After Bonham died, there was no question that Led Zeppelin was over. "It just couldn't go on because it was the four of them," their manager Peter Grant said. But they still owed Atlantic Records one more album and tax collectors a lot of money, and they were sitting on a handful of finished and semi-finished tracks. In particular, "Wearing and Tearing," "Ozone Baby" and "Darlene," three hard rockers from the In Through the Out Door sessions, had all been held over for a future release. So, two years after they had officially broken up, Zeppelin released their final (and briefest) studio album, and shut down their Swan Song imprint.
As Coda's title suggests, it's not a grand summation of their work, despite containing recordings that span most of the group’s existence. Page assembled Coda at his studio beginning in mid-1981, and as with the 2003 live album, How the West Was Won, he doctored the old tapes rather extensively, bringing in Plant and Jones for overdubs and mixing. Among other changes, Page added electronic effects to "Bonzo's Montreux," a Bonham drum solo from 1976; he also recorded a new guitar track to replace the original one from a III-era recording of Ben E. King's "We’re Gonna Groove." The album's highlight, though, is "Wearing and Tearing," a blistering, hyperspeed homage to the punk generation that suggested where Led Zeppelin might've gone if tragedy hadn't ended their story.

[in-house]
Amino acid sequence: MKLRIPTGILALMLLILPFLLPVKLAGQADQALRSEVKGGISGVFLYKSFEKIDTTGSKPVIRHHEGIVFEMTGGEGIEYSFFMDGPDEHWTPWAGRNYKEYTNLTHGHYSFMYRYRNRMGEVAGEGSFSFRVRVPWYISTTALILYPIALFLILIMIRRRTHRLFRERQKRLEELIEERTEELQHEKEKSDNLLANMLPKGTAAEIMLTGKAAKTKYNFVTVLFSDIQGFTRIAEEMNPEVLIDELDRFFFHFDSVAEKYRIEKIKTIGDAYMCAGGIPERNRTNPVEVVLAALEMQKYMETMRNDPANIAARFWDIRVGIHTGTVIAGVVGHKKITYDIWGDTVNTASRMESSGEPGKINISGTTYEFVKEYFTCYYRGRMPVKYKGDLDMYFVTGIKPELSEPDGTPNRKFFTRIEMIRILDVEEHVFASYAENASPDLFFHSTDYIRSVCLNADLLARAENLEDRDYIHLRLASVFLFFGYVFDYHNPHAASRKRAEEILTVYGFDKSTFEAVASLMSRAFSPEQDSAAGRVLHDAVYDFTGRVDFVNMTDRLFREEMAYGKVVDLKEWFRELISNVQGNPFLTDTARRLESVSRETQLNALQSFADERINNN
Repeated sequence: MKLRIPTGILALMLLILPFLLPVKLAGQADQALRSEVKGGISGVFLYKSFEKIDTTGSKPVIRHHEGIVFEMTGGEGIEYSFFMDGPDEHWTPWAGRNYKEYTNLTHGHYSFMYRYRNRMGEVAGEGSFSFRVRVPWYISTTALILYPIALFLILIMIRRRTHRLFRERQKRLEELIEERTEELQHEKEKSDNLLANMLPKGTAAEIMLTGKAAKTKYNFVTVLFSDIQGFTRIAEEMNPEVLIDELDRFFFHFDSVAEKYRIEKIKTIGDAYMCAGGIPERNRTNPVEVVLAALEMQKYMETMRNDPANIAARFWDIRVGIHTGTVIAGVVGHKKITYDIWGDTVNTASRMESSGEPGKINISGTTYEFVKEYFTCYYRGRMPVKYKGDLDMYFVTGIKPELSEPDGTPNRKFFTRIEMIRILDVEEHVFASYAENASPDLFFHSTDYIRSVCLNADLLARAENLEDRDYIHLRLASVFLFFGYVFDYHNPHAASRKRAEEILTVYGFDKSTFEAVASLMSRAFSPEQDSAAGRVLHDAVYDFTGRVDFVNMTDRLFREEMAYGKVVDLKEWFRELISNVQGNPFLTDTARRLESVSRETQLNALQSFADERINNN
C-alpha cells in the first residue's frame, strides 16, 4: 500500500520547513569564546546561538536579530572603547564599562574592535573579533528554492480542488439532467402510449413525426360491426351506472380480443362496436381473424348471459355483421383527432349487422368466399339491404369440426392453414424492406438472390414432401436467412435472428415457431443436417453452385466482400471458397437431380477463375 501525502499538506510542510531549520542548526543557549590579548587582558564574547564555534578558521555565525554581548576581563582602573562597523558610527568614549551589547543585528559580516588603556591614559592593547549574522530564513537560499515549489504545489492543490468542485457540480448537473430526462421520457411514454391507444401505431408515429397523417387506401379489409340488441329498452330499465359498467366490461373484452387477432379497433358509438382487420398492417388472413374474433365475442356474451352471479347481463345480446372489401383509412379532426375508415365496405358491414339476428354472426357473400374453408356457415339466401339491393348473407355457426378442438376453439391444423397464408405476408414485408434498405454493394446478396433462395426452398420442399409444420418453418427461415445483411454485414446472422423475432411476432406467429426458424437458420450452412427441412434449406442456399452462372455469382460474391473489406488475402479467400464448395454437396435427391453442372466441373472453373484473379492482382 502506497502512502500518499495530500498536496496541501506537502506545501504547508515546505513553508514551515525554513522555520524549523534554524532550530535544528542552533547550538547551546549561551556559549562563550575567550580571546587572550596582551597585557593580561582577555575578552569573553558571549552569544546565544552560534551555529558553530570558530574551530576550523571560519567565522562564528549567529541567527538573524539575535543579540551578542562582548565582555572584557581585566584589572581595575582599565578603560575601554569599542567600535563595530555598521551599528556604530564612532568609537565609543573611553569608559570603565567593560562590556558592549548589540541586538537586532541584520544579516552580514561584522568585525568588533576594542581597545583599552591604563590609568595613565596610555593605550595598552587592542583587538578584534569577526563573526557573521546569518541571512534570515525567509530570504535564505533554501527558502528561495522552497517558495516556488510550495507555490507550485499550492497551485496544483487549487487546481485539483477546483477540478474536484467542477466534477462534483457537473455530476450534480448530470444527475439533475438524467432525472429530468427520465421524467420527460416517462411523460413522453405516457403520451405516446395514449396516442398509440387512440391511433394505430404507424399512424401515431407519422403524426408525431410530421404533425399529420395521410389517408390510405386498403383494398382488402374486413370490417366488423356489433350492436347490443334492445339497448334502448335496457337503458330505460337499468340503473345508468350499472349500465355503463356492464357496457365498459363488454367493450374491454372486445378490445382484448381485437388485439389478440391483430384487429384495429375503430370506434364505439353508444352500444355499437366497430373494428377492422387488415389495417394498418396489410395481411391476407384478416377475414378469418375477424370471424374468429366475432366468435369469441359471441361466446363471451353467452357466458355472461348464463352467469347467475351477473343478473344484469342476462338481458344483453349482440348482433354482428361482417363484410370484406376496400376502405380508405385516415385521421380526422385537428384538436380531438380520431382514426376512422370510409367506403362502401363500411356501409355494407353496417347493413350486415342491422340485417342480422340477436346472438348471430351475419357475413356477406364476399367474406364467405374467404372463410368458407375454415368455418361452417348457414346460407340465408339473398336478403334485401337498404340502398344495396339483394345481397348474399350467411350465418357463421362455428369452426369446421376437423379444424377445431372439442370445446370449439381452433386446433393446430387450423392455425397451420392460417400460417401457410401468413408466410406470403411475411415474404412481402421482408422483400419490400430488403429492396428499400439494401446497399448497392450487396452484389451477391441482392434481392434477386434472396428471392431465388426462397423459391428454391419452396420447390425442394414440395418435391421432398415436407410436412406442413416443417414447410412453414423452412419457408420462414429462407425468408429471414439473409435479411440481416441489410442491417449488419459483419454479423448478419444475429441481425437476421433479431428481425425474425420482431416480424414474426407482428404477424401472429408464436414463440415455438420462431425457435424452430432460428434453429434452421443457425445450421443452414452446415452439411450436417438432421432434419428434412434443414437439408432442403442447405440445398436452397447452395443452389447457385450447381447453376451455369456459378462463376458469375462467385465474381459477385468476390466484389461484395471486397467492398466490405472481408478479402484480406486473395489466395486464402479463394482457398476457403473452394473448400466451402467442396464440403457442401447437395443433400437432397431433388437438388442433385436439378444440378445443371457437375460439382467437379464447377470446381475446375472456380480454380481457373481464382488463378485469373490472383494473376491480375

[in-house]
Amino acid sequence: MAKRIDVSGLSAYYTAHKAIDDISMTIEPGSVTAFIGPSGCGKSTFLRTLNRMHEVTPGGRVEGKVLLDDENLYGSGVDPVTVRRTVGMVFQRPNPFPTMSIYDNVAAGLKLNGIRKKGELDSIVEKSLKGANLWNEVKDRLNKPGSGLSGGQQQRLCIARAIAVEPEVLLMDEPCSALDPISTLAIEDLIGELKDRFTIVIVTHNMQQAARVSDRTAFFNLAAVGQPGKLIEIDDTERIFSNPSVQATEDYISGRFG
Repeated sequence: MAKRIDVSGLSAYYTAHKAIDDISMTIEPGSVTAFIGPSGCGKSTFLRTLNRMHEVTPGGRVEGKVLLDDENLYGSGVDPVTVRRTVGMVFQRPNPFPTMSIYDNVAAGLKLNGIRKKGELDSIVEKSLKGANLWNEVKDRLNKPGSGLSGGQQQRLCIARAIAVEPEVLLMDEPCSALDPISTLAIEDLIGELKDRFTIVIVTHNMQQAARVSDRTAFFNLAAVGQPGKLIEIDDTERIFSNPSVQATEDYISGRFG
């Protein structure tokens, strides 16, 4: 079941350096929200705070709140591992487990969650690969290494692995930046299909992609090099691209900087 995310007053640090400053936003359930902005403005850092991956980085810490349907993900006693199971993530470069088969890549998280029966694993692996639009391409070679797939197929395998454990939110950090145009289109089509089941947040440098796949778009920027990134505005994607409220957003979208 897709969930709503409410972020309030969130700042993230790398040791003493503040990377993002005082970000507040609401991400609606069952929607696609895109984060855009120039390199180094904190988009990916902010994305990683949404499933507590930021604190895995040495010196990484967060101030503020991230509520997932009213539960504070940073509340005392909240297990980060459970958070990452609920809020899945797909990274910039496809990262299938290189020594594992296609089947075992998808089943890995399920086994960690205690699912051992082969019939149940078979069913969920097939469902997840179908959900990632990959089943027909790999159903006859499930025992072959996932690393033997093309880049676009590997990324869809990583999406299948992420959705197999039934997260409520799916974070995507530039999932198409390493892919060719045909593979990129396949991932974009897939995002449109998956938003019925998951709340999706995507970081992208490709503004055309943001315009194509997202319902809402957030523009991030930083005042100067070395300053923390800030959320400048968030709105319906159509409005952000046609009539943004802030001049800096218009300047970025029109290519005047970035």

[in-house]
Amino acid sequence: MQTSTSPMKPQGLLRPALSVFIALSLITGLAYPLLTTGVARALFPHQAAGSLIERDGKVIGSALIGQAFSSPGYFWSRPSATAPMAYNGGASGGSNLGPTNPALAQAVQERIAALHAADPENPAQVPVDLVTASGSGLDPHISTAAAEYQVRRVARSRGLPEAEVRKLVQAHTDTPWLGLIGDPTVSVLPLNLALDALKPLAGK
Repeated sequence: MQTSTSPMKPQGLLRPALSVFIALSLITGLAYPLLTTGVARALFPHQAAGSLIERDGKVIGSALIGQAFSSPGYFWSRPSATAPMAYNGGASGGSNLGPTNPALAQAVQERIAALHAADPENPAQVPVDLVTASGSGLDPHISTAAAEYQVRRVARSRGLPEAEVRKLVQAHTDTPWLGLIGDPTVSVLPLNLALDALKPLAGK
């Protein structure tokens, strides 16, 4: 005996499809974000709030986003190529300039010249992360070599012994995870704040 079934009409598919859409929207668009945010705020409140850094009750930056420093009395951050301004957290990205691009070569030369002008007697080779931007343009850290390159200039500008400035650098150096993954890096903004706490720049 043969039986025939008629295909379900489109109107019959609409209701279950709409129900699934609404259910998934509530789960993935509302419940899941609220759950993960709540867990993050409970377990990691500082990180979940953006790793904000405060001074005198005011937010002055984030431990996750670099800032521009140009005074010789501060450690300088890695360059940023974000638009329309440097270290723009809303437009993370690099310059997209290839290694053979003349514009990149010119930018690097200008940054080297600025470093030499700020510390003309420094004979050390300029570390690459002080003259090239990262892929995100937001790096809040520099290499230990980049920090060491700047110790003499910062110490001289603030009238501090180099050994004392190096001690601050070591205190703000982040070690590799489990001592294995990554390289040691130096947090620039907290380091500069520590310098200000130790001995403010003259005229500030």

– Douglas Wolk